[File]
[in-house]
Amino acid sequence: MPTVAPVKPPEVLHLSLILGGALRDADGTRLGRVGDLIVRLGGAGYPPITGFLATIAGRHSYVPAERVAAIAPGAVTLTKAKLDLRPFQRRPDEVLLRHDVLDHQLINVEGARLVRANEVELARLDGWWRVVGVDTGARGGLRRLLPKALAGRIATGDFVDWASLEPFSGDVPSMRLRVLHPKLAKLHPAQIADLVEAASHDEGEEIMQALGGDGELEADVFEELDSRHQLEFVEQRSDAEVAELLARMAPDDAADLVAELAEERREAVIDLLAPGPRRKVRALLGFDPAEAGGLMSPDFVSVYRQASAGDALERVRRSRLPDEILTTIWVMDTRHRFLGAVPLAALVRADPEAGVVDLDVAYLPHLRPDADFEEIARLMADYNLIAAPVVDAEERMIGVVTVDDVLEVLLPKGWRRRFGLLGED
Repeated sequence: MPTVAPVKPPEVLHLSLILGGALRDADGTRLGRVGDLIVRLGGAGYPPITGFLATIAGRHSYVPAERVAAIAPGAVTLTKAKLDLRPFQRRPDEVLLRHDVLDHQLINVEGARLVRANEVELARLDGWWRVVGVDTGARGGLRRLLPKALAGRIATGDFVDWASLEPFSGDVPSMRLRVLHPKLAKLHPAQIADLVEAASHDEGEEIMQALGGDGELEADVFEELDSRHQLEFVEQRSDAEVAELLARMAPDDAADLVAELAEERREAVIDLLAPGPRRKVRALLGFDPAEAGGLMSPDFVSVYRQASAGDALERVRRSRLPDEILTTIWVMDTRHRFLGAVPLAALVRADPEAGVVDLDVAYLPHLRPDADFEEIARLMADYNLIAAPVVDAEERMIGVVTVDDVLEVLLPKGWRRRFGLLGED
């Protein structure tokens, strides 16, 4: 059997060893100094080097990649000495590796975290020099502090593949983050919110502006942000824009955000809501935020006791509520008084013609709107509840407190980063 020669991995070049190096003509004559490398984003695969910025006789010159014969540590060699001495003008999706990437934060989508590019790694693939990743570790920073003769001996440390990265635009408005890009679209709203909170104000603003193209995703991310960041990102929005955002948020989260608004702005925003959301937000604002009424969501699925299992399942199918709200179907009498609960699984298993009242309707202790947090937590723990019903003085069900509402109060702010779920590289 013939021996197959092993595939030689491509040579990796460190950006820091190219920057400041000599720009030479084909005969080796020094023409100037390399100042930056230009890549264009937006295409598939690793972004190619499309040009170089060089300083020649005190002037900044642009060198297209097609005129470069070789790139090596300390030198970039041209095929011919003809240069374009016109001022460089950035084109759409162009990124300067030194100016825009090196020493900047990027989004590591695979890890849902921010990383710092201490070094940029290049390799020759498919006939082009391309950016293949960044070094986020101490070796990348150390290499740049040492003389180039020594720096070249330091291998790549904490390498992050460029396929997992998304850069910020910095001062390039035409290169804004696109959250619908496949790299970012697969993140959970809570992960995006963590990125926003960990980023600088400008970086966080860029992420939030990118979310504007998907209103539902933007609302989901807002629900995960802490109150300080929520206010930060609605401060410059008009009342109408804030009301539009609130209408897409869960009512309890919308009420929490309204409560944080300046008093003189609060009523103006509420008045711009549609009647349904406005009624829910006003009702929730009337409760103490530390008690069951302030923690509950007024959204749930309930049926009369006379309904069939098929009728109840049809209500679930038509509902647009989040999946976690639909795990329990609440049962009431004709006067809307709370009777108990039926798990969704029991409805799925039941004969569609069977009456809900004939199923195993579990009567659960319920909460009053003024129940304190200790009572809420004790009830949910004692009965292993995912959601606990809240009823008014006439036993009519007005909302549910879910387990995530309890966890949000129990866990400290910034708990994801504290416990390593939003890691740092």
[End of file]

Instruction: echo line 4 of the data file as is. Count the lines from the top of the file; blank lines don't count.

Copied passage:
């Protein structure tokens, strides 16, 4: 059997060893100094080097990649000495590796975290020099502090593949983050919110502006942000824009955000809501935020006791509520008084013609709107509840407190980063 020669991995070049190096003509004559490398984003695969910025006789010159014969540590060699001495003008999706990437934060989508590019790694693939990743570790920073003769001996440390990265635009408005890009679209709203909170104000603003193209995703991310960041990102929005955002948020989260608004702005925003959301937000604002009424969501699925299992399942199918709200179907009498609960699984298993009242309707202790947090937590723990019903003085069900509402109060702010779920590289 013939021996197959092993595939030689491509040579990796460190950006820091190219920057400041000599720009030479084909005969080796020094023409100037390399100042930056230009890549264009937006295409598939690793972004190619499309040009170089060089300083020649005190002037900044642009060198297209097609005129470069070789790139090596300390030198970039041209095929011919003809240069374009016109001022460089950035084109759409162009990124300067030194100016825009090196020493900047990027989004590591695979890890849902921010990383710092201490070094940029290049390799020759498919006939082009391309950016293949960044070094986020101490070796990348150390290499740049040492003389180039020594720096070249330091291998790549904490390498992050460029396929997992998304850069910020910095001062390039035409290169804004696109959250619908496949790299970012697969993140959970809570992960995006963590990125926003960990980023600088400008970086966080860029992420939030990118979310504007998907209103539902933007609302989901807002629900995960802490109150300080929520206010930060609605401060410059008009009342109408804030009301539009609130209408897409869960009512309890919308009420929490309204409560944080300046008093003189609060009523103006509420008045711009549609009647349904406005009624829910006003009702929730009337409760103490530390008690069951302030923690509950007024959204749930309930049926009369006379309904069939098929009728109840049809209500679930038509509902647009989040999946976690639909795990329990609440049962009431004709006067809307709370009777108990039926798990969704029991409805799925039941004969569609069977009456809900004939199923195993579990009567659960319920909460009053003024129940304190200790009572809420004790009830949910004692009965292993995912959601606990809240009823008014006439036993009519007005909302549910879910387990995530309890966890949000129990866990400290910034708990994801504290416990390593939003890691740092």